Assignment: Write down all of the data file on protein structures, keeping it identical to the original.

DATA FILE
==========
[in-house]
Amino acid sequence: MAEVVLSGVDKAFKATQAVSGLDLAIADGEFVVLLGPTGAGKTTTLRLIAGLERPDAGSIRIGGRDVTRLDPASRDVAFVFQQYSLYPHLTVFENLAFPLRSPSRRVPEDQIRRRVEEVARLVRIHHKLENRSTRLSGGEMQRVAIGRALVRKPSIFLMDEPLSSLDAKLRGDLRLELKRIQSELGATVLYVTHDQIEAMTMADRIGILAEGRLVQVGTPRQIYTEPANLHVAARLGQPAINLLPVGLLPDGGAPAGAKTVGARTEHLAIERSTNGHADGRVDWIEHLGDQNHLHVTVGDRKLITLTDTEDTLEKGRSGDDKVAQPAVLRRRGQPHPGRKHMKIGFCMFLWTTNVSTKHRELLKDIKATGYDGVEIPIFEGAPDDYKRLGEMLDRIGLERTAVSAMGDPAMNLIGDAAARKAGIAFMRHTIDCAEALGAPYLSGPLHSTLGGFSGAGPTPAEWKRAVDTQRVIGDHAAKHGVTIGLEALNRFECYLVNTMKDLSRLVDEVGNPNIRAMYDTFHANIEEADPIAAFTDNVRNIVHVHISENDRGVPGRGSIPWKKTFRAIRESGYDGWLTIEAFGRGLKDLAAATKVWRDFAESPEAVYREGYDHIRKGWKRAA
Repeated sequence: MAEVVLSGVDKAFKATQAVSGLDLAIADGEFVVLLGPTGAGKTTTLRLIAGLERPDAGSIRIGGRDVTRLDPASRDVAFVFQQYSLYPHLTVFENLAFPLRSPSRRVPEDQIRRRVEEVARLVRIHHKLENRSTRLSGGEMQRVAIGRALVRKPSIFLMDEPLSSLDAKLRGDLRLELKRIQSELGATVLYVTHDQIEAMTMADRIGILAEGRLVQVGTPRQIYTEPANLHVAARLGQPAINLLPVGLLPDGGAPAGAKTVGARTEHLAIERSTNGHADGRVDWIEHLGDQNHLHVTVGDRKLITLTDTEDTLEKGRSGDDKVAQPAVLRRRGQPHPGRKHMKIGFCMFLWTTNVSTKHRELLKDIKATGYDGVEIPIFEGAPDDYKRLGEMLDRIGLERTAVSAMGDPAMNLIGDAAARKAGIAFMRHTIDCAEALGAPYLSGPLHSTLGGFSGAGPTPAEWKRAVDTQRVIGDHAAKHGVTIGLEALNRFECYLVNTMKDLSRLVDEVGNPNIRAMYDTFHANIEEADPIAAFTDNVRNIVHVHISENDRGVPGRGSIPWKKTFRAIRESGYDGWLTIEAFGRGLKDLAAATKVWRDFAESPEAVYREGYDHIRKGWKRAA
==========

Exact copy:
[in-house]
Amino acid sequence: MAEVVLSGVDKAFKATQAVSGLDLAIADGEFVVLLGPTGAGKTTTLRLIAGLERPDAGSIRIGGRDVTRLDPASRDVAFVFQQYSLYPHLTVFENLAFPLRSPSRRVPEDQIRRRVEEVARLVRIHHKLENRSTRLSGGEMQRVAIGRALVRKPSIFLMDEPLSSLDAKLRGDLRLELKRIQSELGATVLYVTHDQIEAMTMADRIGILAEGRLVQVGTPRQIYTEPANLHVAARLGQPAINLLPVGLLPDGGAPAGAKTVGARTEHLAIERSTNGHADGRVDWIEHLGDQNHLHVTVGDRKLITLTDTEDTLEKGRSGDDKVAQPAVLRRRGQPHPGRKHMKIGFCMFLWTTNVSTKHRELLKDIKATGYDGVEIPIFEGAPDDYKRLGEMLDRIGLERTAVSAMGDPAMNLIGDAAARKAGIAFMRHTIDCAEALGAPYLSGPLHSTLGGFSGAGPTPAEWKRAVDTQRVIGDHAAKHGVTIGLEALNRFECYLVNTMKDLSRLVDEVGNPNIRAMYDTFHANIEEADPIAAFTDNVRNIVHVHISENDRGVPGRGSIPWKKTFRAIRESGYDGWLTIEAFGRGLKDLAAATKVWRDFAESPEAVYREGYDHIRKGWKRAA
Repeated sequence: MAEVVLSGVDKAFKATQAVSGLDLAIADGEFVVLLGPTGAGKTTTLRLIAGLERPDAGSIRIGGRDVTRLDPASRDVAFVFQQYSLYPHLTVFENLAFPLRSPSRRVPEDQIRRRVEEVARLVRIHHKLENRSTRLSGGEMQRVAIGRALVRKPSIFLMDEPLSSLDAKLRGDLRLELKRIQSELGATVLYVTHDQIEAMTMADRIGILAEGRLVQVGTPRQIYTEPANLHVAARLGQPAINLLPVGLLPDGGAPAGAKTVGARTEHLAIERSTNGHADGRVDWIEHLGDQNHLHVTVGDRKLITLTDTEDTLEKGRSGDDKVAQPAVLRRRGQPHPGRKHMKIGFCMFLWTTNVSTKHRELLKDIKATGYDGVEIPIFEGAPDDYKRLGEMLDRIGLERTAVSAMGDPAMNLIGDAAARKAGIAFMRHTIDCAEALGAPYLSGPLHSTLGGFSGAGPTPAEWKRAVDTQRVIGDHAAKHGVTIGLEALNRFECYLVNTMKDLSRLVDEVGNPNIRAMYDTFHANIEEADPIAAFTDNVRNIVHVHISENDRGVPGRGSIPWKKTFRAIRESGYDGWLTIEAFGRGLKDLAAATKVWRDFAESPEAVYREGYDHIRKGWKRAA